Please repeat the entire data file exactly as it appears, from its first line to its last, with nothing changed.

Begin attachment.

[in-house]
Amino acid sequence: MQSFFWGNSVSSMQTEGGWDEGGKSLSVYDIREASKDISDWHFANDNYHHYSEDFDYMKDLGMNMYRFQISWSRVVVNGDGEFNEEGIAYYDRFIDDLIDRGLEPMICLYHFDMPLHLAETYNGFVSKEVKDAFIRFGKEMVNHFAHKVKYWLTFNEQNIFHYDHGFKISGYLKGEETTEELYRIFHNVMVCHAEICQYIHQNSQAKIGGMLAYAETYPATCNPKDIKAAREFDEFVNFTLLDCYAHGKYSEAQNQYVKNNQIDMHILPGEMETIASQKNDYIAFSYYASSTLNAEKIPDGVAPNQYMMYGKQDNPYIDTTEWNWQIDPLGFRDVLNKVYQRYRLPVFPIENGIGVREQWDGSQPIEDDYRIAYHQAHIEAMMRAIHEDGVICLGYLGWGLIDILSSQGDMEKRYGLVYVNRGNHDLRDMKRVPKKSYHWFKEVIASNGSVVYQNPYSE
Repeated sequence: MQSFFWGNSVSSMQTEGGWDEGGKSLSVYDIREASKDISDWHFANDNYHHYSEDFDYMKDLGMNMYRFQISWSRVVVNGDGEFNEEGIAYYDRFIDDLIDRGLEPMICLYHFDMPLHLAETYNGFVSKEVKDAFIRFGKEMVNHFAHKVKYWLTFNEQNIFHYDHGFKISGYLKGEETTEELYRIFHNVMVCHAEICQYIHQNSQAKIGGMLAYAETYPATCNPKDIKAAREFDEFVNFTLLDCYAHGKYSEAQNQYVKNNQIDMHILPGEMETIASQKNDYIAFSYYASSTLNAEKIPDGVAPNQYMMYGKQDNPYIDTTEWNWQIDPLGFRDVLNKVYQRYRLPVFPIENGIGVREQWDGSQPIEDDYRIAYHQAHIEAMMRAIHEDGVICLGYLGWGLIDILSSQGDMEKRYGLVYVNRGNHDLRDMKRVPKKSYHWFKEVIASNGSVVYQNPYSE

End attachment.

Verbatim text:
[in-house]
Amino acid sequence: MQSFFWGNSVSSMQTEGGWDEGGKSLSVYDIREASKDISDWHFANDNYHHYSEDFDYMKDLGMNMYRFQISWSRVVVNGDGEFNEEGIAYYDRFIDDLIDRGLEPMICLYHFDMPLHLAETYNGFVSKEVKDAFIRFGKEMVNHFAHKVKYWLTFNEQNIFHYDHGFKISGYLKGEETTEELYRIFHNVMVCHAEICQYIHQNSQAKIGGMLAYAETYPATCNPKDIKAAREFDEFVNFTLLDCYAHGKYSEAQNQYVKNNQIDMHILPGEMETIASQKNDYIAFSYYASSTLNAEKIPDGVAPNQYMMYGKQDNPYIDTTEWNWQIDPLGFRDVLNKVYQRYRLPVFPIENGIGVREQWDGSQPIEDDYRIAYHQAHIEAMMRAIHEDGVICLGYLGWGLIDILSSQGDMEKRYGLVYVNRGNHDLRDMKRVPKKSYHWFKEVIASNGSVVYQNPYSE
Repeated sequence: MQSFFWGNSVSSMQTEGGWDEGGKSLSVYDIREASKDISDWHFANDNYHHYSEDFDYMKDLGMNMYRFQISWSRVVVNGDGEFNEEGIAYYDRFIDDLIDRGLEPMICLYHFDMPLHLAETYNGFVSKEVKDAFIRFGKEMVNHFAHKVKYWLTFNEQNIFHYDHGFKISGYLKGEETTEELYRIFHNVMVCHAEICQYIHQNSQAKIGGMLAYAETYPATCNPKDIKAAREFDEFVNFTLLDCYAHGKYSEAQNQYVKNNQIDMHILPGEMETIASQKNDYIAFSYYASSTLNAEKIPDGVAPNQYMMYGKQDNPYIDTTEWNWQIDPLGFRDVLNKVYQRYRLPVFPIENGIGVREQWDGSQPIEDDYRIAYHQAHIEAMMRAIHEDGVICLGYLGWGLIDILSSQGDMEKRYGLVYVNRGNHDLRDMKRVPKKSYHWFKEVIASNGSVVYQNPYSE